Site-Directed Fragment-Based Screening for the Discovery of Protein-Protein Interaction Stabilizers.Sijbesma, E., Hallenbeck, K.K., Leysen, S., de Vink, P.J., Skora, L., Jahnke, W., Brunsveld, L., Arkin, M.R., Ottmann, C.
(2019) J. Am. Chem. Soc. 141: 3524-3531
- PubMed: 30707565
- DOI: 10.1021/jacs.8b11658
- Primary Citation of Related Structures:
- PubMed Abstract:
Modulation of protein-protein interactions (PPIs) by small molecules has emerged as a valuable approach in drug discovery. Compared to direct inhibition, PPI stabilization is vastly underexplored but has strong advantages, including the ability to ga ...
Modulation of protein-protein interactions (PPIs) by small molecules has emerged as a valuable approach in drug discovery. Compared to direct inhibition, PPI stabilization is vastly underexplored but has strong advantages, including the ability to gain selectivity by targeting an interface formed only upon association of proteins. Here, we present the application of a site-directed screening technique based on disulfide trapping (tethering) to select for fragments that enhance the affinity between protein partners. We target the phosphorylation-dependent interaction between the hub protein 14-3-3σ and a peptide derived from Estrogen Receptor α (ERα), an important breast cancer target that is negatively regulated by 14-3-3σ. We identify orthosteric stabilizers that increase 14-3-3/ERα affinity up to 40-fold and propose the mechanism of stabilization based on X-ray crystal structures. These fragments already display partial selectivity toward ERα-like motifs over other representative 14-3-3 clients. This first of its kind study illustrates the potential of the tethering approach to overcome the hurdles in systematic PPI stabilizer discovery.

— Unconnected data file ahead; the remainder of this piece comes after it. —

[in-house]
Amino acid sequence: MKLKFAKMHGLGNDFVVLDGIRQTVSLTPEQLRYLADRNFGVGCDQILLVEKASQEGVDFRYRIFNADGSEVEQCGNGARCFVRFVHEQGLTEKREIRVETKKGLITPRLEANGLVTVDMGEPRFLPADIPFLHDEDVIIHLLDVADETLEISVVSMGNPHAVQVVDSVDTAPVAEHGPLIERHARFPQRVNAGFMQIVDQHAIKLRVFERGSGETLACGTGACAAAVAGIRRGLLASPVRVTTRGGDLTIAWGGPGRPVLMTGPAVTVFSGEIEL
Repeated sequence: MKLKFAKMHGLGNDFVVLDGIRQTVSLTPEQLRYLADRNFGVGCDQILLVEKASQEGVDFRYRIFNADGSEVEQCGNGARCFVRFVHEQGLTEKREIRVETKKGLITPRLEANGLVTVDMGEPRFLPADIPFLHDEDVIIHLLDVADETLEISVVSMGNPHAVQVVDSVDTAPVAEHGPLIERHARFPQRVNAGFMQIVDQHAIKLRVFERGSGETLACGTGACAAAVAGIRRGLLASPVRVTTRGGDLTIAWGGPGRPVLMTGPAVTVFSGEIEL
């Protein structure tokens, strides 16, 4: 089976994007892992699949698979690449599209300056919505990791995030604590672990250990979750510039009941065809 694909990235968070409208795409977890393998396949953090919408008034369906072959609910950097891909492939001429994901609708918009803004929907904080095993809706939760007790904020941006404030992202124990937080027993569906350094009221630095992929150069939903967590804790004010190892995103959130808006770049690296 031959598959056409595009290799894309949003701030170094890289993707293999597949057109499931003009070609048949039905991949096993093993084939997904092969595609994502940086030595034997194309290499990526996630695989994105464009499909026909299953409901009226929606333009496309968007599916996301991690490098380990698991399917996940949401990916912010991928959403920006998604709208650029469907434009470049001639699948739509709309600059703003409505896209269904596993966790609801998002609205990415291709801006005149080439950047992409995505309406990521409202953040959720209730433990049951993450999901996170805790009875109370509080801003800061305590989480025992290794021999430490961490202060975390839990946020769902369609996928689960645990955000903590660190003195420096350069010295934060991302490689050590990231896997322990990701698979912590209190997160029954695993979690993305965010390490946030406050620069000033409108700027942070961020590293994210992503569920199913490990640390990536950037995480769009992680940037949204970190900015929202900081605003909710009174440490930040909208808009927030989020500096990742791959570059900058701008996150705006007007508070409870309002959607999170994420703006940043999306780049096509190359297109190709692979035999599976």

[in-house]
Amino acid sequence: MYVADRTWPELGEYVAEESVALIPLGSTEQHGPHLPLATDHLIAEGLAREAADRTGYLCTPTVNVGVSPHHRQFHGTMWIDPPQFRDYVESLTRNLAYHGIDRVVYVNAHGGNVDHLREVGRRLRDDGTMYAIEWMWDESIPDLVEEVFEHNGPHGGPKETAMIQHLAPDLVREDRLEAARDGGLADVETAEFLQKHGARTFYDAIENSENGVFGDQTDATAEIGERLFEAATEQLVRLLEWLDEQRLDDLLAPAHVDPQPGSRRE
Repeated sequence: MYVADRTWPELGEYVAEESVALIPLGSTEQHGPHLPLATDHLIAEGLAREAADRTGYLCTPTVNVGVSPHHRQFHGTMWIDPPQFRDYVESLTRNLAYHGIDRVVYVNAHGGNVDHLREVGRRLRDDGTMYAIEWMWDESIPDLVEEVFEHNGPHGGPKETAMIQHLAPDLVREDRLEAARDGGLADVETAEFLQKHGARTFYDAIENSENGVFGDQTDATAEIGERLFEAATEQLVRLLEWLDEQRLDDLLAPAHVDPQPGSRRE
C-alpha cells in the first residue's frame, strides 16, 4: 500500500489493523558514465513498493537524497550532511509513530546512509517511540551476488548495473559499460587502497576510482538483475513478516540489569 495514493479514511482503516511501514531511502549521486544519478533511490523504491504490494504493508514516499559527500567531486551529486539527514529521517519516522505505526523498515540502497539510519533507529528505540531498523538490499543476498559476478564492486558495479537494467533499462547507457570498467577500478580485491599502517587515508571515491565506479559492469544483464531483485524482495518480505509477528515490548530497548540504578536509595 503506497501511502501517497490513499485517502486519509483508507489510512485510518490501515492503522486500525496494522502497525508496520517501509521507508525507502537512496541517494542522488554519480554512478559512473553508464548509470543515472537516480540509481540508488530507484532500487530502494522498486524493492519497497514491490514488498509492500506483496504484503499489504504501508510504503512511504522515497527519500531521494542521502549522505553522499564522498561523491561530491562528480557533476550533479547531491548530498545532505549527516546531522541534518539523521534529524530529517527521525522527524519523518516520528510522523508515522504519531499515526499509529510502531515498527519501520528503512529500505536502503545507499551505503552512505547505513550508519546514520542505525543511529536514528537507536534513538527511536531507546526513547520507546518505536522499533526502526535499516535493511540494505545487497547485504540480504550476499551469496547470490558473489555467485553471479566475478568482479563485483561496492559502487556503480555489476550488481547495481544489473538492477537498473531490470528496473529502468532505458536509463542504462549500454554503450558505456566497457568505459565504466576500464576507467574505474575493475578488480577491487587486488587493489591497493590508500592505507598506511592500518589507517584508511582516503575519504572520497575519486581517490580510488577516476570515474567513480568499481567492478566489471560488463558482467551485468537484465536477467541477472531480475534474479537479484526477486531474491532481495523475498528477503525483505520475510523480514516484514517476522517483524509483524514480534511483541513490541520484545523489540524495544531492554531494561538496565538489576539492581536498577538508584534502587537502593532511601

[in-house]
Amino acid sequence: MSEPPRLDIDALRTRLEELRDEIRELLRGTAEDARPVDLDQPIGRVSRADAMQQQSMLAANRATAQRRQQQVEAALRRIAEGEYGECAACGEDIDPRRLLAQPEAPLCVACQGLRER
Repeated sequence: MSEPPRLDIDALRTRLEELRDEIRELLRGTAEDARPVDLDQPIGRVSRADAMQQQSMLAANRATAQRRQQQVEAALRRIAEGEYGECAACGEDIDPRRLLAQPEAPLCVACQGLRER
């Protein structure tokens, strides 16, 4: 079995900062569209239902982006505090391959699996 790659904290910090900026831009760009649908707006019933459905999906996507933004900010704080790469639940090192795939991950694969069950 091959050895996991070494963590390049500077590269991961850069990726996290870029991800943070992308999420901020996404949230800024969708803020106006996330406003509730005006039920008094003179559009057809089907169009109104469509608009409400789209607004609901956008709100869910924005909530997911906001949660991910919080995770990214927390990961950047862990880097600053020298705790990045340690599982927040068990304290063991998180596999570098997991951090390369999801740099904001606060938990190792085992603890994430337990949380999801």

Laboratory of Chemical Biology, Department of Biomedical Engineering and Institute for Complex Molecular Systems (ICMS) , Eindhoven University of Technology , 5600 MB Eindhoven , The Netherlands.